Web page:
99.co Picks, Buying in Singapore, General, Private

How not to lose $3.7 million on your home value

April 12, 2016

 

home value

A 99.co article on home value | Photo: The Ritz Carlton

Most Singaporeans don’t sell their houses at a loss, because let’s be clear: if you live on a tiny island with over five million people, and 16 per cent of them are multi-millionaires, and there are literal planeloads of rich people who still want to move in, selling property at a loss means you don’t understand the concept of money. Either that, or you are making a special effort to do so, via the following:

The Ritz-Carlton Residences sale

On 18th March 2016, someone sold a unit at the Ritz-Carlton residences at a loss of $3.7 million. On top of the loss, the sale fell within the penalty period of the Sellers Stamp Duty (SSD).

The SSD imposes a tax on property sold within the first four years. The tax is 16 per cent for the first year, 12 per cent for the second year, eight per cent for the third year, and four per cent from the fourth year onward. For the Ritz-Carlton sale, the penalty was eight per cent, or a whopping $568,000.

Whoever made this sale undoubtedly had problems to solve, and I assume at least one of those problems is a life-threatening allergy to money. But while this is a spectacular example, there are a few other ways to follow suit:

1. Buy without holding power

Whether your property investment works out well is directly proportional to your holding power. Buy the biggest possible house you can get a loan for is a common, and overrated, tactic. The problem here is twofold:

First, interest rates for property loans are not fixed. This catches foreign investors off-guard all the time: Singapore banks don’t have perpetual rate mortgages. Most of the fixed rate loans revert to floating rates after three to five years, so that means repayments can go up.

Most residential loans are pegged to the SIBOR rate, and as of now that rate is almost double what it was back in 2011 (together with the bank’s spread, interest rates on residential properties are around 1.8 per cent.)

For that reason, it’s a good idea to be braced for the possibility of higher interest rates. If they go up, and a property is no longer pulling its weight, you’ll want to sell. But until you get a good sale price, you’ll need enough cash to ensure you can handle the rising mortgage.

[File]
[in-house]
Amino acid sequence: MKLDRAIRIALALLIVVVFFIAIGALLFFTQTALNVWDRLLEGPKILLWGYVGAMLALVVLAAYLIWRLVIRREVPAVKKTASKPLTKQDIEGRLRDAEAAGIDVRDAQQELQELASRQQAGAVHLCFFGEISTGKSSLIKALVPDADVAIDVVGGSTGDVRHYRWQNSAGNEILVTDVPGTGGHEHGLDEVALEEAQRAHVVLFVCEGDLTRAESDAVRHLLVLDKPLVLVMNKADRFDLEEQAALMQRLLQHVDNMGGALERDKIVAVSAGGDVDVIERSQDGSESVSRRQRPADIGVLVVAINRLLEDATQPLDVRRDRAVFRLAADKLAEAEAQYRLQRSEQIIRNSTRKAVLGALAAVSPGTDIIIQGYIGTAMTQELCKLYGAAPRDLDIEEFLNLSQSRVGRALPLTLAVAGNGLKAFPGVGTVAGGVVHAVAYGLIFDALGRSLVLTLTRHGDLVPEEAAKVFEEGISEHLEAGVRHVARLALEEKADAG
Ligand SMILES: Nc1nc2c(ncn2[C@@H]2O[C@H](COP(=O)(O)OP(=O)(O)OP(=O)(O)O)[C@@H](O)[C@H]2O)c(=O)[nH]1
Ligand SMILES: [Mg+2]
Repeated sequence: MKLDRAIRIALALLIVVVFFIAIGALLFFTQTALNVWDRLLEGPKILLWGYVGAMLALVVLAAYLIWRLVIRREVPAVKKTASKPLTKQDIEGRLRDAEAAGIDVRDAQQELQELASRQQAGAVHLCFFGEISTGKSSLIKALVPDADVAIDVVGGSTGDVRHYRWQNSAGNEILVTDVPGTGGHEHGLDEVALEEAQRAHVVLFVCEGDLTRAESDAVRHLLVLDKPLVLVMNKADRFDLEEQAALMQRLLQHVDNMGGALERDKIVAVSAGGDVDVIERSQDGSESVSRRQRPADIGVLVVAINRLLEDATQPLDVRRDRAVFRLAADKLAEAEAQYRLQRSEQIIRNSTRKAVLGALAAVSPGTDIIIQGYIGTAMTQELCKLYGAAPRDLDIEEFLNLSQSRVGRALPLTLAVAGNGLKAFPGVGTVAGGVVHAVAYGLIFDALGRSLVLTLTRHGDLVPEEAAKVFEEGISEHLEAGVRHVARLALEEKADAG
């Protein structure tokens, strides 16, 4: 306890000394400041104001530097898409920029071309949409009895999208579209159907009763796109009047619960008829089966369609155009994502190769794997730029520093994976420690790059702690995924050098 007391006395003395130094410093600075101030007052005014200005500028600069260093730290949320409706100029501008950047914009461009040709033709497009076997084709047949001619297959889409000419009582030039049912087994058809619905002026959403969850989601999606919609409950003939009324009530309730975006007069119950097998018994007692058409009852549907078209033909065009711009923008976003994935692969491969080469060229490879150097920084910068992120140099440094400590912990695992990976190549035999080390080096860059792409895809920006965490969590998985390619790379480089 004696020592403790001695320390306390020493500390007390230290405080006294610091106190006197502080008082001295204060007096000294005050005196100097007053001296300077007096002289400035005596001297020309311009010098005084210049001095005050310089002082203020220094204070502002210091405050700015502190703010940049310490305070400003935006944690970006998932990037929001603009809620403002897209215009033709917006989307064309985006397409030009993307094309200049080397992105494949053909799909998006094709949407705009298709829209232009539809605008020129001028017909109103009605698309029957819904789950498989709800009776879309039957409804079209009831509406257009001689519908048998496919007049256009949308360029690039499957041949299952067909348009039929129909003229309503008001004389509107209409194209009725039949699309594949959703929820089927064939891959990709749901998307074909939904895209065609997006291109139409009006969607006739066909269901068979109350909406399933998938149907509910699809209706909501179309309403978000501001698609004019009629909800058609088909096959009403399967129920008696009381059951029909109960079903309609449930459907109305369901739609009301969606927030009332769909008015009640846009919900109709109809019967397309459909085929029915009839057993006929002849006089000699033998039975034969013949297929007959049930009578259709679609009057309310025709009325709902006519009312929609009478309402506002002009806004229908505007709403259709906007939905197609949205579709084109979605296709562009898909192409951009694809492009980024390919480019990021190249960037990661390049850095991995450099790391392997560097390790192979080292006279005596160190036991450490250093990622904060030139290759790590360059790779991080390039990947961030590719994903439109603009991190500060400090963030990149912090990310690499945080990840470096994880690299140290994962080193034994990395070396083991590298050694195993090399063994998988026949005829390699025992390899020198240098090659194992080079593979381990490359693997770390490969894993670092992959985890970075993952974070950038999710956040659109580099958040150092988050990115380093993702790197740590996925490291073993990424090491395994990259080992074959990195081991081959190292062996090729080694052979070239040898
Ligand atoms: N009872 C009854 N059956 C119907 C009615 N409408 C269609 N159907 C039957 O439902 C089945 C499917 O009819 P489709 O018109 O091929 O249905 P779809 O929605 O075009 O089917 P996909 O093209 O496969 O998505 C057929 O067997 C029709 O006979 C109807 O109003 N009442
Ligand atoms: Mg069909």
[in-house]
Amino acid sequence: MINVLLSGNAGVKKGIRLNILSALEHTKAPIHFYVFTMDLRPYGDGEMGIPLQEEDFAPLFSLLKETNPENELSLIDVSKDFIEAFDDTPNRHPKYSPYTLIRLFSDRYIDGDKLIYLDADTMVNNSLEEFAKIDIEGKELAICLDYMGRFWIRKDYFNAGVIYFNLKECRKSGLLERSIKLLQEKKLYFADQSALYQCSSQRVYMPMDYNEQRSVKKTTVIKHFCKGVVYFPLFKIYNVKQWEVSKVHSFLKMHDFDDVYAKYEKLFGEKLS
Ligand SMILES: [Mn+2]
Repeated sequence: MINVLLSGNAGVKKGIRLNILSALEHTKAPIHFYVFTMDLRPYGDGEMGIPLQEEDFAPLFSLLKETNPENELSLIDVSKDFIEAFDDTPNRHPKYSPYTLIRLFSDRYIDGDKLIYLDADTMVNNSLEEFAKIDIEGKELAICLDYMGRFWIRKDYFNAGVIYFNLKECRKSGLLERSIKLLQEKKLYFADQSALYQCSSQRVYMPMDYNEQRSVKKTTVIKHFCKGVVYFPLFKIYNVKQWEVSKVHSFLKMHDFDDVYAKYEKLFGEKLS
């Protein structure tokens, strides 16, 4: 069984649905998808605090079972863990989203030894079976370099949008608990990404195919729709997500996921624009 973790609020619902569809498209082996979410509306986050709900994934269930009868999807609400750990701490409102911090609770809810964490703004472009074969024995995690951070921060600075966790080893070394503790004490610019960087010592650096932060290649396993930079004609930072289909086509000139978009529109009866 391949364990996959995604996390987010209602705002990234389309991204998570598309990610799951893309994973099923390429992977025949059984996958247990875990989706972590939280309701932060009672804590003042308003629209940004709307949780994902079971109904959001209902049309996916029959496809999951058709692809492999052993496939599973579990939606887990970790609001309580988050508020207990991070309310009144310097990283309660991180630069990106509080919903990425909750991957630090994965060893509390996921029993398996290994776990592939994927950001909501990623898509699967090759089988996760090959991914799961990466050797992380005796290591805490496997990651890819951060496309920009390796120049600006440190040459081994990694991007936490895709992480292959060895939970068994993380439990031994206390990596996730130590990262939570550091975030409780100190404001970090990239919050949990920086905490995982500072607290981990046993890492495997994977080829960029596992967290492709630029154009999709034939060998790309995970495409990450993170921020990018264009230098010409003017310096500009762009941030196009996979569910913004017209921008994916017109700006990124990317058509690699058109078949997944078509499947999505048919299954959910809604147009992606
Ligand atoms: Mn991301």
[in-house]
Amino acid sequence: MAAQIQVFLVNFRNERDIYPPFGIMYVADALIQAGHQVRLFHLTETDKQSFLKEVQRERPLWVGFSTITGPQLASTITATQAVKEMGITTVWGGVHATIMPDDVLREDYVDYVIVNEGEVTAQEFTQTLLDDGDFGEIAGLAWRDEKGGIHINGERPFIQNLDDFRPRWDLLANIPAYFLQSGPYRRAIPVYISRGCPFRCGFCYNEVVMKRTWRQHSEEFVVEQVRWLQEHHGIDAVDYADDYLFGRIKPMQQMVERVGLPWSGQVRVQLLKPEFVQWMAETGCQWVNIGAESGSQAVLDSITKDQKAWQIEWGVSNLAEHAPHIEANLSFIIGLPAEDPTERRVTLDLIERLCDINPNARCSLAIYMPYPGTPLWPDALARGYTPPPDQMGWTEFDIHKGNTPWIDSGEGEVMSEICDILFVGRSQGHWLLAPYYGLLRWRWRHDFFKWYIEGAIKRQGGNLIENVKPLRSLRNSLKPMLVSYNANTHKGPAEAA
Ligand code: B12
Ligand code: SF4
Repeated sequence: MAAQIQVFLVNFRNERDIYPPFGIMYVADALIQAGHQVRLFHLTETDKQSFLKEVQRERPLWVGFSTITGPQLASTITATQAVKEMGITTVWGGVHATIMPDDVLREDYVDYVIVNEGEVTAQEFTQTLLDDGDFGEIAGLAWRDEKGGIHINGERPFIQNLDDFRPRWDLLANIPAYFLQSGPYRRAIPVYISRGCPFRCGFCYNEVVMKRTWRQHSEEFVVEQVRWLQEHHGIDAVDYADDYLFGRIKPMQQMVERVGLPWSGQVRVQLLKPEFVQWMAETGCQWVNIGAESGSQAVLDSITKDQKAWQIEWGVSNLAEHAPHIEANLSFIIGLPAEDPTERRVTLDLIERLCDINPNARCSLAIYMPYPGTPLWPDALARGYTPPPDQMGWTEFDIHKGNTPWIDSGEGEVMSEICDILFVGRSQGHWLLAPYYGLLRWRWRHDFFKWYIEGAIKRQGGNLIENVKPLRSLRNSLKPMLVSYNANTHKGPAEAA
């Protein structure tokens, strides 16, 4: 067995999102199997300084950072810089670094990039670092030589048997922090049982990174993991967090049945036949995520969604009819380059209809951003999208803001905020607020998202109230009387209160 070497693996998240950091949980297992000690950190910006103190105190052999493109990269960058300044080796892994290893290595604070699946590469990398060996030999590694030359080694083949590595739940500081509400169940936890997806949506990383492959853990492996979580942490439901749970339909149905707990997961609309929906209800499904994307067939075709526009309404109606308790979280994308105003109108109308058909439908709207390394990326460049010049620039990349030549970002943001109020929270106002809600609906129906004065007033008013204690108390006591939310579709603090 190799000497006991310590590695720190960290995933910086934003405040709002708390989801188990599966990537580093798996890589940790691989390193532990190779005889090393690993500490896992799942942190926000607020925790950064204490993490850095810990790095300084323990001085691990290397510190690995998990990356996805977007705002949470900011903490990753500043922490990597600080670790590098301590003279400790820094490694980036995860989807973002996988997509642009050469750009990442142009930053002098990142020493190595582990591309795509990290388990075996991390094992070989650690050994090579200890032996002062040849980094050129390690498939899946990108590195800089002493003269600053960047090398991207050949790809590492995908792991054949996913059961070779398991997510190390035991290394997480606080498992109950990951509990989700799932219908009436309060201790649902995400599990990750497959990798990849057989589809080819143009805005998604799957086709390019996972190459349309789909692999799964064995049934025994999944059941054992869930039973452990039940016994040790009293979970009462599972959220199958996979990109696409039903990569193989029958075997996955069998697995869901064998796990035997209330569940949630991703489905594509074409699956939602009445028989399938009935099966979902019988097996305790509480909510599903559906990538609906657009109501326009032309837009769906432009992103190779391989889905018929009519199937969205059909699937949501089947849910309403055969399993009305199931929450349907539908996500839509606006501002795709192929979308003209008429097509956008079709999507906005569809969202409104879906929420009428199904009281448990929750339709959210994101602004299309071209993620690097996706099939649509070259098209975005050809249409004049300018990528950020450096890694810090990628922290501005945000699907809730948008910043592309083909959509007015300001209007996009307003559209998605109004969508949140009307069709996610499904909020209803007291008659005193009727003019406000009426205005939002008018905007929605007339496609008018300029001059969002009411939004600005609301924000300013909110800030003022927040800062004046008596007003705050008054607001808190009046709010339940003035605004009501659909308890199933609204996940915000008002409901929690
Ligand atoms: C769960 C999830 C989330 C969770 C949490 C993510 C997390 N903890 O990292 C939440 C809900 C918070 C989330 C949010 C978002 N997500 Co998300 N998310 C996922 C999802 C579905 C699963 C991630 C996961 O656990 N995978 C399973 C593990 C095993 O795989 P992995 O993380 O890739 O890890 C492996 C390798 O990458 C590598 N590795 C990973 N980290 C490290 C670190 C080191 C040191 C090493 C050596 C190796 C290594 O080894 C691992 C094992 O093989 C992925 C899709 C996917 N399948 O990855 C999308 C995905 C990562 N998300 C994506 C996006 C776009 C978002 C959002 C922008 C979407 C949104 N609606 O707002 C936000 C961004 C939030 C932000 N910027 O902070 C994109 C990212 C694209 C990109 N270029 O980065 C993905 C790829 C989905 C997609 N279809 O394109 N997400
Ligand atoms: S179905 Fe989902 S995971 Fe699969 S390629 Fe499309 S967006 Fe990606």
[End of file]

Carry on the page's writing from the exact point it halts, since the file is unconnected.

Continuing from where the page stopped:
The second, related problem is that property markets are cyclical. You want to sell during an upmarket, which experts have recently defined as “not today.” Today prices are down, which is great for owner-occupiers but not sellers. Having holding power ensures you can wait for that situation to reverse.

In Singapore, each property peak has historically been higher than the last. That’s why property is a good investment. But that’s true only if have the capacity to hold on, and sell at the right time.

2. Place all your bets on niche properties

Some properties target niche demographics. Examples are shoeboxes that mainly exist for single expats to rent, low rent properties (e.g. A commercial space you want to convert to a hostel), or extremely high end properties (e.g. Ritz-Carlton residences).

These are properties that only specific types of people look for. A shoebox flat, for example, is unfit for any family size beyond one person and her goldfish. As for luxury properties, you run the risk of being the first to suffer in a downturn. With the current state of the economy, for example, buying or renting a $7 million condo may not be an affordable luxury to many.

This isn’t to say it’s inherently wrong to target niche markets with property investments – just that it’s best left to landlords braced for the risk. If you’re looking for a second property and you’re new to this, consider the advantages of versatile, mid-range properties. Don’t be too quick to stake your bets on something exotic.